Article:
A chink in the prince’s armor?
Has Erik Prince fallen from a trusted provider to the U.S. government to a known bad actor?
Erik Prince’s real life reads like fiction. Son of a wealthy industrialist, he’s been a White House intern, attended the prestigious Naval Academy, is a former Navy Seal, founder and former chairman of the defunct Blackwater USA, current chairman of Frontier Services Group…and now, an accused money launderer? According to a piece published in The Intercept, Prince is under investigation by the U.S. Department of Justice and other federal agencies for attempting to broker military services to foreign governments and possible money laundering.
How did an intelligent, wealthy, well-educated and well-connected Prince fall so far out of favor? After forming Blackwater’s notorious mercenary services organization in 1997, Prince either served as the American society’s hero or villain, depending upon which side of the political aisle one was standing on. The Republican Party embraced Blackwater, while the Democrats saw legal and moral issues; regardless, in 2010 the Obama administration still funded Blackwater to the tune of $220 million for State Department and CIA support. All told, the company received over two billion dollars in government security contracts between 1997–2010.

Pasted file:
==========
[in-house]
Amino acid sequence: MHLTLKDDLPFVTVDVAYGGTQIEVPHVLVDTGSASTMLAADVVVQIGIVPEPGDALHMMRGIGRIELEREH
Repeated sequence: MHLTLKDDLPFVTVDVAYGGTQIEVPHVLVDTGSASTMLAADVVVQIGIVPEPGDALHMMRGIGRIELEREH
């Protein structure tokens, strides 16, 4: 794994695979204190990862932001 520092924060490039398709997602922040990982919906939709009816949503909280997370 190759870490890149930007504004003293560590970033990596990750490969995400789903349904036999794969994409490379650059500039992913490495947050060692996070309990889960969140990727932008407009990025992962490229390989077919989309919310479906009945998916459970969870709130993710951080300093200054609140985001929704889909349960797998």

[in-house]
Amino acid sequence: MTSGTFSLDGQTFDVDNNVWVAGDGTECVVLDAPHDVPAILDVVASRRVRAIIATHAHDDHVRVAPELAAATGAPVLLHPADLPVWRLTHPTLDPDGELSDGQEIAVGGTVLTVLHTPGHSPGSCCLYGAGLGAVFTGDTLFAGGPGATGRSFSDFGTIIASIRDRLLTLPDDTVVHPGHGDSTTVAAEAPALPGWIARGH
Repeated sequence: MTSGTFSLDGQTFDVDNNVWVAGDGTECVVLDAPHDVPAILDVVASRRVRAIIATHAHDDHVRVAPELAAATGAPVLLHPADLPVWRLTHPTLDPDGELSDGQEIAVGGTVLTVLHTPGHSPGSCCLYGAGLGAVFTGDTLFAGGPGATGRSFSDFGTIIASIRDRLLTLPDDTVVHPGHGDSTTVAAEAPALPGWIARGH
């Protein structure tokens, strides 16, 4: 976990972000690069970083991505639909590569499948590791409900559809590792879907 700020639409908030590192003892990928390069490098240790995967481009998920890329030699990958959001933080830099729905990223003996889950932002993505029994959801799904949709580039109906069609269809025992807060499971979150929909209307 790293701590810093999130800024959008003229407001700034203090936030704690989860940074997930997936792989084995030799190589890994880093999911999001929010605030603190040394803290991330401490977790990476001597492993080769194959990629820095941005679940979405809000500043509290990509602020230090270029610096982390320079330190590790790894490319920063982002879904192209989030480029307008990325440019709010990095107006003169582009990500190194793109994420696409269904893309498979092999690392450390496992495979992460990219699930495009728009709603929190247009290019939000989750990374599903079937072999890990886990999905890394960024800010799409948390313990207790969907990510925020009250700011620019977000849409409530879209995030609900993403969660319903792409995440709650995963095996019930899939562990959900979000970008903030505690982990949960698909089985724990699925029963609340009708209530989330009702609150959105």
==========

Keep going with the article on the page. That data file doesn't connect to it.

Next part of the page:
Prince resigned as Blackwater’s chairman in 2009 after he was exposed in the press as an alleged CIA asset by former CIA director Leon Panetta. According to Prince, “Valerie Plame’s (a CIA operative) identity was compromised for political reasons. A special prosecutor [was even] appointed. Well, what happened to me was worse. People acting for political reasons disclosed not only the existence of a very sensitive program but my name along with it.”
Shortly thereafter, Blackwater was dismantled and sold off to a small group of Los Angeles-based investors for an estimated $200 million, and Prince went to work for the crown prince of Abu Dhabi. His mission was to help build an 800-member brigade of mercenaries to aid the United Arab Emirates (U.A.E.), and to help the U.A.E. create a new company called Reflex Responses (R2), a military contractor. Shortly thereafter, the Associated Press reported that Prince had trained a force of 2000 Somalis to perform antipiracy operations in the Gulf of Aden, an effort that was funded by the U.A.E. and several other Arab countries, and backed by the U.S.
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